VOTO Mobile specializes in voice-based engagement (as opposed to SMS, although we power both). Voice has the benefits of cutting across language and literacy abilities, as well as providing richer engagement and trust building opportunities. With voice, our partners get 10x the engagement compared to SMS, as well as 4.5x higher rural participation rates and 2.5x higher women participation rates.

Voice provides the opportunity to develop a relationship with the recipient and offer richer content than can fit within 160 characters. Further, no cost is incurred by the recipient for an incoming voice call (as opposed to an outbound SMS when responding), and the entire interaction happens in one sitting, compared to the back-and-forth nature of SMS interactions.

Our partners are also able to conduct more accurate monitoring with voice, like seeing how many seconds of each message a recipient listens to, and embedding quiz questions to measure comprehension and interest. With on-going iterations of content and segmenting of recipients, engagement levels can improve continuously.


Join the conversation:

Photo of billy babis

I'm new to OpenIDEO and I don't know if this information is posted somewhere, but has this project made any progress? it seems like a really impactful idea.

Photo of OB Roy

Lets work together

Photo of Kevin Schuster

Hey OB Roy, thanks for the message. I'd love to talk more about how we can work together. My email is

Photo of Alberto Blanco

Hello Kevin, great idea! Thank you for sharing it. I'd love to explore how could we partner, using our deploy-able Medium Wave transportable antenna systems to reach out remote areas where you find coverage issues. Thx!

Photo of Kevin Schuster

Thanks Alberto! It'd be great to talk more about this. Feel free to shoot me a note at

Photo of Luisa Fernanda

This is a very interesting idea. Do you know of other similar initiatives doing similar work? Has Voto launched a similar initiative that you have gotten user feedback on? Who are potential partners for this idea? What would it take to implement it?

Photo of Kevin Schuster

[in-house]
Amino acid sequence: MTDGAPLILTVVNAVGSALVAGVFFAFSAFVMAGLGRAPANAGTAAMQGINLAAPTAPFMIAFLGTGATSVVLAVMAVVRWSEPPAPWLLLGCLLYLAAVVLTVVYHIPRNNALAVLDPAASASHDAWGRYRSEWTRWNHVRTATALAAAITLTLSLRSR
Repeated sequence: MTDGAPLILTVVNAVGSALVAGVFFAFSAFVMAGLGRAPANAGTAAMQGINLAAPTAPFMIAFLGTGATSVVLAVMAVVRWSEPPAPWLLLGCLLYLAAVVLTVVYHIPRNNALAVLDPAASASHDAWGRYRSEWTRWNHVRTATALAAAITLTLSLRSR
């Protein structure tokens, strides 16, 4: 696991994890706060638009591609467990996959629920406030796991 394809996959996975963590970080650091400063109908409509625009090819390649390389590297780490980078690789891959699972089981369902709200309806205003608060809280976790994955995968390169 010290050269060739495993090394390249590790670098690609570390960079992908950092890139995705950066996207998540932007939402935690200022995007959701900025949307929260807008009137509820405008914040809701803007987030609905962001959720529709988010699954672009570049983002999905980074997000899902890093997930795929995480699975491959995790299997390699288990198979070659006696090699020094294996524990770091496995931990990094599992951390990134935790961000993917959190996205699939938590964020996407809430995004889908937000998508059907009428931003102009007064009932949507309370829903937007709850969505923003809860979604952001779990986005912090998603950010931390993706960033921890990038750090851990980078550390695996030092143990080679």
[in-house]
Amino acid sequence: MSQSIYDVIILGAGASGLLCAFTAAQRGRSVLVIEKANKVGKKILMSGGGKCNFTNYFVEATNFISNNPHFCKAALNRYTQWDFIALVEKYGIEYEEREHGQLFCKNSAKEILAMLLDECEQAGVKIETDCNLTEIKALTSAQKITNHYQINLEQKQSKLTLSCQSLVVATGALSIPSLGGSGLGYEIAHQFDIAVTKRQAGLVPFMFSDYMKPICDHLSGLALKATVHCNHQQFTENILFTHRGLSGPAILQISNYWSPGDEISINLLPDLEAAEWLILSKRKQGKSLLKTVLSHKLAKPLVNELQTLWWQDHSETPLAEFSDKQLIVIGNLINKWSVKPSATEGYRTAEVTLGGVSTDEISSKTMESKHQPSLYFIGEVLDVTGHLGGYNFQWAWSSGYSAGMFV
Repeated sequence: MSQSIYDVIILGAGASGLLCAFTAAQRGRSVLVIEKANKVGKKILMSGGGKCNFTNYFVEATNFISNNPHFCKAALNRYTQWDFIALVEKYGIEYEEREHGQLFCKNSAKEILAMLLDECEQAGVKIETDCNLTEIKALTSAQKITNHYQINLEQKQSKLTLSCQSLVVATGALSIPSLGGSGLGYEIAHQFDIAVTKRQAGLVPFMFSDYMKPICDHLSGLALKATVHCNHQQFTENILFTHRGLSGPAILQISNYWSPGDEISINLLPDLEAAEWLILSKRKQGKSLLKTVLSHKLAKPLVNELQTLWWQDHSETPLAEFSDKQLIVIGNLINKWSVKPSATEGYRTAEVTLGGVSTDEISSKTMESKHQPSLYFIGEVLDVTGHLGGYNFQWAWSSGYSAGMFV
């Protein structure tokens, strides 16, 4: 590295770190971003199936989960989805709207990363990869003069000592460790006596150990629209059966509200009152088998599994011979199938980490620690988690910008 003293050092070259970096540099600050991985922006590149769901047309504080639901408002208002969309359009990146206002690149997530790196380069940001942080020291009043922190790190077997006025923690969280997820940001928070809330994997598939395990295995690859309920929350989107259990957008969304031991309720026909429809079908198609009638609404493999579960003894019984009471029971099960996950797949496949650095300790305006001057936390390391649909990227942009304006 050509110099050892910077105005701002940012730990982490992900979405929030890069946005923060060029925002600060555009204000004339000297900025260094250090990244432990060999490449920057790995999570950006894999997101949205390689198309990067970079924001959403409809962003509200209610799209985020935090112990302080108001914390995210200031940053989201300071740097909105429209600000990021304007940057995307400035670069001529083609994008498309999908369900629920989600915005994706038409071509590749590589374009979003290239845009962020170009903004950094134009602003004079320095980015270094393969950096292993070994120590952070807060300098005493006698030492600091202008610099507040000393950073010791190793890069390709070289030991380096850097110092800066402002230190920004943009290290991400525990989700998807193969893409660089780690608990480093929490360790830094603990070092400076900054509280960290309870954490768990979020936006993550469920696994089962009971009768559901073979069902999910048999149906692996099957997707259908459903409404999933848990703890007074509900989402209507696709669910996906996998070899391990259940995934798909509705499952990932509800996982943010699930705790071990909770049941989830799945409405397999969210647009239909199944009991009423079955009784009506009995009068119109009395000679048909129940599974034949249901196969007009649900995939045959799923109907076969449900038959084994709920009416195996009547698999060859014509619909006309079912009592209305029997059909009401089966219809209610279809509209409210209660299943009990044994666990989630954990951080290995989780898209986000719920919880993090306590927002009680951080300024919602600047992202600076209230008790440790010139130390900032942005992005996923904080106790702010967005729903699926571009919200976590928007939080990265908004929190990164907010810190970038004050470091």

Thanks for the comment, Luisa! 1. There have been radio and SMS public service messaging campaigns. 2. We have launched similar approaches combining radio and IVR - for farmer training and for general health behavior change projects. We typically see 80% content consumption on these messages with 85% of respondents rating the content as useful or very useful. 3. For the content creation / behavior change side potential partners included Innovations for Poverty Action, Stanford Medical, MIT and the Ministry of Health. For the radio part, partners include Farm Radio International and United Methodist Communications. We would also want to coordinate with other initiatives to make sure we are not duplicating efforts. 4. The two major needs for implementation are funding for airtime and for local hardware installation (for scaling the intervention cost-effectively).

Photo of OpenIDEO

Hi Kevin! Thanks so much for joining the conversation with your amazing insights, expertise and passion. Congratulations on making our highlights list, we were really impressed by the potential your idea has to help rapidly equip care communities in the fight against Ebola and we hope that it will inspire the community to contribute more to the cause. Thank you!

Photo of OpenIDEO

Hi Kevin, interesting post! Any chance you could find an image to go along with it? Images help grab attention and tell a story with higher impact. You should be able to use the Update Entry button on the right of your post and follow the instructions to add images from there. We know occasionally people have issues uploading images so let us know by hitting the Feedback button at the bottom of most pages of our site if you face any problems. Looking forward to seeing more of your inspiring insights on OpenIDEO.